This is a fair assessment of a short essay I wrote about Clinton, Obama, and cluster bombs. From the assessment:
If it’s symbolic, you make your vote symbolize what’s right, not what makes you look patriotic to the warmongers. The right thing is to make it clear that you want us to win our battles against opponents without raining a bunch of tiny bombs that look like toys on neighborhoods full of children.
Oh, and another thing: Right around the time this happened, Clinton took PAC money from Textron, a company that makes cluster bombs. Obama doesn’t take PAC money from anybody. Coincidence, maybe.
I knew Jacob Weisberg would drop one of the very best REFLECTIONS of all time. This is the guy who said people who voted against Bush in 2004 because of the Iraq war weren’t taking the threat of terrorism seriously enough.
This isn’t just a matter of fessing up to error. It’s incumbent upon those of us who blew the biggest foreign-policy decision of the past decade to try to understand our mistake — and to try to learn something from it.
Reminds me of that old hippie song:
To every season / turn, turn, turn / there is a reason / learn, learn, learn / learn from your mistakes and keep typing, typing, typing / you’ll always have a job / turn, turn, turn.
One theme that has emerged in this discussion is the hazard that those who wrongly supported one intervention will flinch too reflexively from another that deserves our support. I share this concern.
(My emphasis, because: LOVE.)
What? A wall? That you somehow get driven up? I don’t understand — you drive YOURSELF up the wall? Or does the essay somehow do it? Is the essay, like, a car? Huh? Wait, wait, why are you crying? Aren’t you excited to take a free trip up the wall???
One of my favorite people-I-always-read-even-though-he’s-culpable-for-my-internet-addiction weighs in on “What Obama can do.”
What Obama appears able to do is respond to traditional, sound bite, gutter politics by adding nuance, providing context and elevating the conversation — at least in certain circumstances.
Liberals have spent decades trying to figure out how to deal with a political landscape and a vapid media that abhors nuance and context, and searched for candidates who can speak without such complexity.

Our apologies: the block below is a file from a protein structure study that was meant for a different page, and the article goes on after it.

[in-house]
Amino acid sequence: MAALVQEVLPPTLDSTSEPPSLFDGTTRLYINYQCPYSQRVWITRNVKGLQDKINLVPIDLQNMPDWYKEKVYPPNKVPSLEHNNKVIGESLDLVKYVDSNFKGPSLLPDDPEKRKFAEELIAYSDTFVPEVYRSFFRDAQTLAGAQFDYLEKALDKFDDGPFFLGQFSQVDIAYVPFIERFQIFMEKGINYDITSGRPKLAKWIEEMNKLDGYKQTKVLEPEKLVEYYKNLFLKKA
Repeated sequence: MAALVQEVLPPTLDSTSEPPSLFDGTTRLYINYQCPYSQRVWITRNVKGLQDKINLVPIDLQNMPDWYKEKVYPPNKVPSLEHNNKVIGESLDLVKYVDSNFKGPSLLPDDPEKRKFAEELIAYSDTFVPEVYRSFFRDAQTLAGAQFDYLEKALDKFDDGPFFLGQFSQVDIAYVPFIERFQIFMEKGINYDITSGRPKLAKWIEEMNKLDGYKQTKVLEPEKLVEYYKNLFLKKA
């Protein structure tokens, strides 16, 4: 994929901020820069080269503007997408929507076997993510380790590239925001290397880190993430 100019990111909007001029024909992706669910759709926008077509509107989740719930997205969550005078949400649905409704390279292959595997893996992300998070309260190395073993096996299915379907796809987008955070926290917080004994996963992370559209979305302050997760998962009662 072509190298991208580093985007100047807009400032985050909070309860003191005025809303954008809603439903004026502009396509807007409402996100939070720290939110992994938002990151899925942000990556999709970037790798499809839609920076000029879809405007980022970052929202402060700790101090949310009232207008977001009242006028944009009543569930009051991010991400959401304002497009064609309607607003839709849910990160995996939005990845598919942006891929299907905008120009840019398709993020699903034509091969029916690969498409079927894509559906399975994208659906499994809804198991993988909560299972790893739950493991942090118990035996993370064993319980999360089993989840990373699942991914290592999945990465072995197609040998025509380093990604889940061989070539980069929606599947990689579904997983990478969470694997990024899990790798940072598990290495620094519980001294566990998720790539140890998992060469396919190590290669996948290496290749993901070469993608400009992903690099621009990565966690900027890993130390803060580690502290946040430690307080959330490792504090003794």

To have a leader that doesn’t always have to oversimplify the message in order to be heard is quite an asset.
Ahh, but is it an asset, Mr. Scher? Or is it a horrible liability that must be destroyed?
Speaking of curses (I originally wrote “curse” instead of “liability”), is it true that Aztecs made and used coins the size of manhole covers? I have this image in my head of Aztec dudes hanging out, leaning on their enormous coins. Or is that an old-wives’ tale?
The title of this song is “Reflections of Passion.”
One of my internet pet peeves is when someone embeds a youtube video on their site without giving any sense of what it is — you’re staring at some blurry-ass image wondering whether it’s worth your time to click on it. So let me be clear: This is worth your time.
From the comments to this video:
I…absolutely…..love this video. [REDACTED] has defined the meaning of passion……does no one here realise the emotion of this video? This is truly love here……compassion…….oh how I wish the world was a dream……as beautiful as this…..
LOL, sounds like Jeffrey Goldberg writing about the Iraq war. . . LOL. . .
Yes, it’s true. . . our week of REFLECTIONS is drawing to a close. . . the velvet curtains are about to cover the mirror once again. . . we must act quickly to catch a final, fleeting glimpse of ourselves. . .
Still, “Where did we get it wrong?” remains a valid and compelling question. Though as a realist, I felt queasy about the “democratic peace theory” behind the war (“only despots make war, while democracies are inherently pacific”), I hesitantly thought, Why not? Maybe the fall of this horrifying regime would serve as an example to all the other despotisms in the neighborhood.
(My emphasis, because: Why not?)
Where did we get it wrong? . . Why did we all get it so wrong? . . Were we all so blind? . . Did we take a wrong turn when we were all on our field trip together? . . That was a fun field trip we all took. . . Remember when you gave me part of your sandwich, and I let you have a little of my juice box? . . WHY WERE WE ALL SO WRONG? . . (SOB)
We’ll be getting our first exit polls from Duke / Belmont in a bit. . .
UPDATE: Very interesting race coming out of Washington.
50% of the game reporting:
The race is tighter than many predicted. And Dick Vitale isn’t calling the game, so Duke is out one automatic delegate. Belmont is the clear favorite among independents in the crowd. Could Duke’s history of questionable campaign tactics be backfiring? Could we be seeing an “anti-flop” backlash?
A heartbreaker! Belmont almost pulls off an electoral coup. Duke came into this race with deeper institutional support and much, much more financing than Belmont. Belmont showed surprising organizational skills on the ground, and enjoyed overwhelming support from the netroots, but in the end it wasn’t enough. It’s hard to beat the machine.
If Belmont had won this race, everyone would’ve had egg on their face. Joshua Micah Marshall would have gone into early retirement; politico.com would have shut down completely.
John Zogby had Belmont by 35; how can people take him seriously at this point?
*Umm. . . nice apostrophe, ESPN. (Check out the “Men’s Basketball” banner.)